Waterfront tweaks: NZX signs
While we're looking at Taranaki St Wharf, I've been intending for a while to write about the scrolling signs on the NZX building. I have no problem with their visual presence, and I don't have some sort of ideological grudge about watching capitalism in action. However, when the council paid for the signs, one of the public benefits was supposed to be that they were for (as the council website still says) "displaying stock prices and showcasing upcoming city events". So far, apart from a brief Christmas wish, I have seen none of the latter. We haven't forgotten, and we want some public benefit beyond a bribe to the NZX to stay in the city!
Here are just a few examples of how they could show things that are more interesting (to the non-investor) than stock prices.
Events. This is the bare minimum that they should try to display. These could be a few hand-picked public events (Fringe Festival, Dragon Boats etc) or grabbed from an RSS feed provided by the likes of Texture, NZlive.com or any of the "what's on" sites that Mike has kindly listed.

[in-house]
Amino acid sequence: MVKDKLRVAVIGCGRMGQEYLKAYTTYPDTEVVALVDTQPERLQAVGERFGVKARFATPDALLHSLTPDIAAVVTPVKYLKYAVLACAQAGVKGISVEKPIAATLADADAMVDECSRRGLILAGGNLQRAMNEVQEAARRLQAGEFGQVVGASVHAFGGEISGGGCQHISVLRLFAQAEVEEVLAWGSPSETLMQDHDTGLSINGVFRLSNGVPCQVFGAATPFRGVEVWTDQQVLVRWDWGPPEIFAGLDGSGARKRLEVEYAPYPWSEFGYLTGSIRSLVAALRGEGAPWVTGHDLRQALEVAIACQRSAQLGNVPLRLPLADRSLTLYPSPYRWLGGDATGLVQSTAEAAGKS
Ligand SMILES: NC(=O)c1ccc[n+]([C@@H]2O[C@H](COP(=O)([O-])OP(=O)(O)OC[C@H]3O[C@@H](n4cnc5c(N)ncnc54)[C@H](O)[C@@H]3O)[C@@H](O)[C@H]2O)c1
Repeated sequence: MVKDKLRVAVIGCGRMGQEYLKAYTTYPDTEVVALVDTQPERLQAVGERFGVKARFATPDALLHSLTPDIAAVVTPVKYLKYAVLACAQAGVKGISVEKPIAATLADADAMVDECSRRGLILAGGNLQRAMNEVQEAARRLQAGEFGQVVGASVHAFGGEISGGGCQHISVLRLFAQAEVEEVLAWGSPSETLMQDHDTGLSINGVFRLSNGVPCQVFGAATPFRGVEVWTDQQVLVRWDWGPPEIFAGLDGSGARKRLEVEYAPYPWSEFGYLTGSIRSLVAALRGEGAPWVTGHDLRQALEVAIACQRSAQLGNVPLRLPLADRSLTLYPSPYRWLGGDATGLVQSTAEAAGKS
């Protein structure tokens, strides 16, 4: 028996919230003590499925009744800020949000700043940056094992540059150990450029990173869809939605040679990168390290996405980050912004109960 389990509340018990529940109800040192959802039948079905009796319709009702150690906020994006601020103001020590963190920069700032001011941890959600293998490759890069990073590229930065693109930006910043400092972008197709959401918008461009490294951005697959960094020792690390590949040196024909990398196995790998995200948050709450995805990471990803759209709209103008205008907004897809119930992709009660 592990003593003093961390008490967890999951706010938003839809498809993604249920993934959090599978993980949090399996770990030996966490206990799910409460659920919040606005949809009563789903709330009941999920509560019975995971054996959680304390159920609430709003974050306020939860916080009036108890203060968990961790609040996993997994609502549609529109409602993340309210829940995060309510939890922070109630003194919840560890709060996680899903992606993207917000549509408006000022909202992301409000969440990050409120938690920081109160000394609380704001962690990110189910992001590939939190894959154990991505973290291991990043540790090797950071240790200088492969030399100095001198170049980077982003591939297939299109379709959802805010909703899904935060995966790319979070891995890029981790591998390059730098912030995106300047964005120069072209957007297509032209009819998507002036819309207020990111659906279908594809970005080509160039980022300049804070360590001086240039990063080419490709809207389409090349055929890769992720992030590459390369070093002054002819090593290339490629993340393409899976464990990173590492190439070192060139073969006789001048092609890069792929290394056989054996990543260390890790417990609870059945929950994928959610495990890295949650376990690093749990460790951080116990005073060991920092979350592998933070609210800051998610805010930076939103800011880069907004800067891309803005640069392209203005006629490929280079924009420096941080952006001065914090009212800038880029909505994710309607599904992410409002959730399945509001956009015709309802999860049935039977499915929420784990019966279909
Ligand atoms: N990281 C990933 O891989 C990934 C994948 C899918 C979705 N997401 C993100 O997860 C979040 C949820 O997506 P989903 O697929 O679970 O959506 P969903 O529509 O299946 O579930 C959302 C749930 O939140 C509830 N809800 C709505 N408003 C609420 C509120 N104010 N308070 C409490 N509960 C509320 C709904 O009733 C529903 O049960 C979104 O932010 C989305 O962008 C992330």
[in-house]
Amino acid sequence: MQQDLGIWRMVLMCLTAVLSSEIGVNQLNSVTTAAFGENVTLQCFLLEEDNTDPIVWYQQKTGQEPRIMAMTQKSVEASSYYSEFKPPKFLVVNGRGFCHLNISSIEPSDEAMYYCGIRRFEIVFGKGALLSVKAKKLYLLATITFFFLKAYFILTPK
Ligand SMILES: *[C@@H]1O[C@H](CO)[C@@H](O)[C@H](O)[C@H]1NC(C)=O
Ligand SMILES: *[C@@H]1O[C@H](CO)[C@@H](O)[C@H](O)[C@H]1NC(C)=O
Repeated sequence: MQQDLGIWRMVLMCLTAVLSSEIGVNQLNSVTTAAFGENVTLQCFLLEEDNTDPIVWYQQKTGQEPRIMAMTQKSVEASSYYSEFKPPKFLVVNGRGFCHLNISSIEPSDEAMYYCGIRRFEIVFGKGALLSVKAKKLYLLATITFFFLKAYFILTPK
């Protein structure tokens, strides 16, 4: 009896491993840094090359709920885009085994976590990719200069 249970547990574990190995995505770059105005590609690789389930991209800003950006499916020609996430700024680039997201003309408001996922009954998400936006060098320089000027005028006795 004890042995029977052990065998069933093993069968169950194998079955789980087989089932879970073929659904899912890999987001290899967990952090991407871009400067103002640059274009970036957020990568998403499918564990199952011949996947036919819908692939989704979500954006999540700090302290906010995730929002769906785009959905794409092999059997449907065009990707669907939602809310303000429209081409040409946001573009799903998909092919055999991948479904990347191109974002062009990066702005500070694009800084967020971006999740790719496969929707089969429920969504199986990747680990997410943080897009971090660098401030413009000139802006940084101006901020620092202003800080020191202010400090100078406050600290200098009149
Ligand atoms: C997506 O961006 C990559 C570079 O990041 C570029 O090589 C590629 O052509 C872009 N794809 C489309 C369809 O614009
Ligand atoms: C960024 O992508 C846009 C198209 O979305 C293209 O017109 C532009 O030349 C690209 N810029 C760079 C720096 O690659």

Weather and environment. Okay, so every radio station has its clock and temperature display, but we could get more creative. How about grabbing live wind, temperature, rain and pollution readings from Greater Wellington's stations around the region? With an animated, multi-coloured graphic display, it's not limited to text and numbers: maybe we should be experimenting with graphs and animated icons.
Social accounting. As a counterpoint to all the financial data, how about showing something of Wellington or NZ's triple bottom line? Figures on unemployment, income disparity and CO2 emissions, while not available in real-time, could be based upon projections.
Art. Based upon the crazy images that flash up when it's in testing mode, this display has better graphic capabilities than your average LED display. How about interactive abstract art, based upon sensors detecting motion of people in the plaza? Or maybe now that Martin Thomson has moved into digital media, perhaps we could commission him to create some work specifically for this pixellated medium.